Nation Current Affairs 22 Jan 2018 Telangana: Women in ...

Telangana: Women in distress lured into flesh trade

Published Jan 22, 2018, 1:41 am IST
Updated Jan 22, 2018, 7:26 am IST
Agents entice women with jobs, money and visas.
The agents, according to women’s rights activists, are luring single women or those in distress with the offers.
 The agents, according to women’s rights activists, are luring single women or those in distress with the offers.

HYDERABAD: In an alarming trend, organised human trafficking gangs are sending women, most of whom who hail from poor socio-economic backgrounds, from the state to foreign countries and are forced into prostitution.

The agents, according to women’s rights activists, are luring single women or those in distress with the offers. “A sum of Rs 2 to Rs 3 lakh is paid to them apart from airfare and tourist visa. They are signed up on contract for a period of three months,” a source said.


Countries like Thailand, Malaysia, European countries, Middle East, including UAE, Australia and other countries are the destinations for traffickers. “The incidence is rising fast. Women are being lured through social media, and even those from middle class families are getting trapped,” said Padma Shri awardee Dr Sunita Krishnan of Prajwala. 

After the contract ends, the women return to the country. “Sometimes, they go to the destination country alone and find accommodation,” said Jameela Nishath of Shaheen Women Resource and Welfare Association, an NGO based in Old City. 
Ms Krishnan said that the two Telugu states had the infamy of being the second worst in the country in human trafficking. West Bengal tops the list.

“Initially, the gangs were involved in local activity, but with technology put use to boost the illegal trade, they are now in touch with agents across the world. The Telugu states are supplying more women than any other state,” a women activist said. 

The women are taken abroad on pretext of jobs like house cleaners, beauticians and sales women. “In certain cases, the traffickers use tourist visas to send them abroad. Before the expiry of the visa, the women are sent back to avoid the networks getting noti-ced by security agencies,” said MBT leader Amjedullah Khan.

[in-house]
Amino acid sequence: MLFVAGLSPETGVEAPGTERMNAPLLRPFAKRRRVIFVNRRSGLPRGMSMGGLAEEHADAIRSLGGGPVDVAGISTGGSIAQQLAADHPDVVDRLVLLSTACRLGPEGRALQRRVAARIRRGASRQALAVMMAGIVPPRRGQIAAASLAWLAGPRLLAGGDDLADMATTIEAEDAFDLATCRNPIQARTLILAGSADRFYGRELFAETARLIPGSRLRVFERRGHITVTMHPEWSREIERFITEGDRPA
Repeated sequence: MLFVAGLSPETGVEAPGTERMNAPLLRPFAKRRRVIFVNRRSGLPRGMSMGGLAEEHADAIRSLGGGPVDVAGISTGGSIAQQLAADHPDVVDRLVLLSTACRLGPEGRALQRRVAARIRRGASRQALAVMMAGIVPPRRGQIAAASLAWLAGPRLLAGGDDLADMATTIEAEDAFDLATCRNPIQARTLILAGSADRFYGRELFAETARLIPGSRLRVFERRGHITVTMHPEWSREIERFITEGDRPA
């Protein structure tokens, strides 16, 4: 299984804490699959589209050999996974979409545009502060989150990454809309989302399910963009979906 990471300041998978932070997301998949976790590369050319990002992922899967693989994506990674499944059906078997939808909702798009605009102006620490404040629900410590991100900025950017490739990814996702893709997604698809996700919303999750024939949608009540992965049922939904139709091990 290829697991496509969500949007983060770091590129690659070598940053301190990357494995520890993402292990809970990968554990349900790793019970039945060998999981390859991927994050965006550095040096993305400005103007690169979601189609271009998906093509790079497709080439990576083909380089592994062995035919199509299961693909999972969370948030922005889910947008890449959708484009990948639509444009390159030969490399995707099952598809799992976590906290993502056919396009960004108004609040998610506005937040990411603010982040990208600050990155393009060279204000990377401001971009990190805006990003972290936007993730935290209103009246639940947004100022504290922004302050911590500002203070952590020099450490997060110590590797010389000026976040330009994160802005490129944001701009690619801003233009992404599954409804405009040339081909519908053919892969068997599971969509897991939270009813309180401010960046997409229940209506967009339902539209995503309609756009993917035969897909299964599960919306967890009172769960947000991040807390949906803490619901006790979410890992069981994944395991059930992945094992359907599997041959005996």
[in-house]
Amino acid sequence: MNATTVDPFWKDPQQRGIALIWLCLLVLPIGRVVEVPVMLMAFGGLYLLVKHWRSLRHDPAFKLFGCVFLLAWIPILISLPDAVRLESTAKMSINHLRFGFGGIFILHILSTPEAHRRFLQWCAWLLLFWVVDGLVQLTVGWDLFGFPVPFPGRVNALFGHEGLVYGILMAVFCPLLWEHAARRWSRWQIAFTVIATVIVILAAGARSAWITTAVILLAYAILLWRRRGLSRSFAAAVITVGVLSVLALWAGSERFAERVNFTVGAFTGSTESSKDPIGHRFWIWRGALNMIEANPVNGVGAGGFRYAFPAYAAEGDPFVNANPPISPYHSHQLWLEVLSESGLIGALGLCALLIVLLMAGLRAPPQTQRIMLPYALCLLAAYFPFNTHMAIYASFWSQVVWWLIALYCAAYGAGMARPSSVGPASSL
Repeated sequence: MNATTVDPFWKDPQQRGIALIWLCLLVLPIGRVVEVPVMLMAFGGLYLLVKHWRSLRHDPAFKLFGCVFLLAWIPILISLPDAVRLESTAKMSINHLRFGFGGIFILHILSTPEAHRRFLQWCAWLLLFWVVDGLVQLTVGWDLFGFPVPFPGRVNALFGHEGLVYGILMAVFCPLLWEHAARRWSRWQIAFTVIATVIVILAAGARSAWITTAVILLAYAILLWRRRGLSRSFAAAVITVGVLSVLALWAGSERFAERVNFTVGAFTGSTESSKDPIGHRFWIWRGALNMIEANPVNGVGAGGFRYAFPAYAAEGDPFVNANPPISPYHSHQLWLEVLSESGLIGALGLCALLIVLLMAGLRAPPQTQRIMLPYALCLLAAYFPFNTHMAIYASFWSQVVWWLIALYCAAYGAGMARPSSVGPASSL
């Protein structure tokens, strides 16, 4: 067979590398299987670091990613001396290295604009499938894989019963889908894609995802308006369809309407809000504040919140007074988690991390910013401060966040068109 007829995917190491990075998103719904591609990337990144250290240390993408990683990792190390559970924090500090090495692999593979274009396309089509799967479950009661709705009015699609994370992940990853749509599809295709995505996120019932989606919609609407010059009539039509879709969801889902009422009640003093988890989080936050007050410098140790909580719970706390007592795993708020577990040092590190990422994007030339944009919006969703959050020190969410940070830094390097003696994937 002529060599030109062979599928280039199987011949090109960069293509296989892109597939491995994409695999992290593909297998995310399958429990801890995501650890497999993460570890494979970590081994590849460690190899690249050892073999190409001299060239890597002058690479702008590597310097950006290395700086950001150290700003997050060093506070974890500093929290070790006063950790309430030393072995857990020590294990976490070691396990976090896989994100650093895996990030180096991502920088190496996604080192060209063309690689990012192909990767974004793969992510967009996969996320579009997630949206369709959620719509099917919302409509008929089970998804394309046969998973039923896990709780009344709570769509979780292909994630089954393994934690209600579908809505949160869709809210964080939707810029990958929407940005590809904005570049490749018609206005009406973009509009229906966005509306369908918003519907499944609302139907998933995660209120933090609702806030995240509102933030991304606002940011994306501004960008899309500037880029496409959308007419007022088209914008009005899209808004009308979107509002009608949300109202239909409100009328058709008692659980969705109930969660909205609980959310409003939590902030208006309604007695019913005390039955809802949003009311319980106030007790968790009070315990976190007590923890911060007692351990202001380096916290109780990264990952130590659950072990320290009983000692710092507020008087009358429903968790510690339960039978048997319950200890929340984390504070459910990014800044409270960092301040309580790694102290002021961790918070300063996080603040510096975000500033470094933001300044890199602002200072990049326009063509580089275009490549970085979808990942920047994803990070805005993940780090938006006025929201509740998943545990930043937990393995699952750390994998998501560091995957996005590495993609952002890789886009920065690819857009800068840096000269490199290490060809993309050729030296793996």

“We do not come to know about the explo-itation when women go voluntarily. Only when they come forward and report do we initiate action and follow it up,” a police official said. 

Bill against human trafficking on anvil
A Bill proposing 10 years punishment for those engaging in human trafficking is on anvil and will be introduced in Parli-ament shortly. The Trafficking of Persons (Prevention, Protection and Rehabilitation) Bill is currently with a committee of group of ministers. 

“A 10-year punishment for those engaging in human trafficking is proposed in the Bill, which also includes bonded labour, sexual exploitation, pornography, begging and categorises them as heinous crimes. It will be placed in Parliament after the GoM clears it,” said Sunita Krishnan of Prajwala NGO. 

The Bill proposes the establishment of a national anti-trafficking bureau. The bureau will be entrusted with coordination, monitoring and surveillance of illegal movement of persons and its prevention. It will coordinate with authorities concerned and organisations in foreign countries for long-term intelligence for investigation of trafficking cases. The Bill details offences and issues pertaining to forced labour or bonded labour by using violence, intimidation, inducement, promise of payment of money, deception or coercion. Also, it mentions trafficking after administering any narcotic drug or psychotropic substance or alcohol, or for the purpose of marriage or under the pretext of marriage. 

The aggravated form also includes trafficking for the purpose of begging or forcing those who are mentally ill or are pregnant to beg. 

As of now, police use different Sections of IPC and other special laws to deal with cases of human trafficking. “Once the new law is passed, the police will be fully empowered to deal with the issue,” said NRI activist Bheem Reddy. 

The Bill has stringent provisions for “buying or selling” a person, engaging in trafficking with the help of media, including print, internet, digital or electronic. It stipulates a punishment of not less than seven years, which can go up to 10 years and a fine not less than Rs 1 lakh. 

It also has provisions for setting up anti-trafficking units and officers to provide relief and rehabilitation services to victims. 

Location: India, Telangana, Hyderabad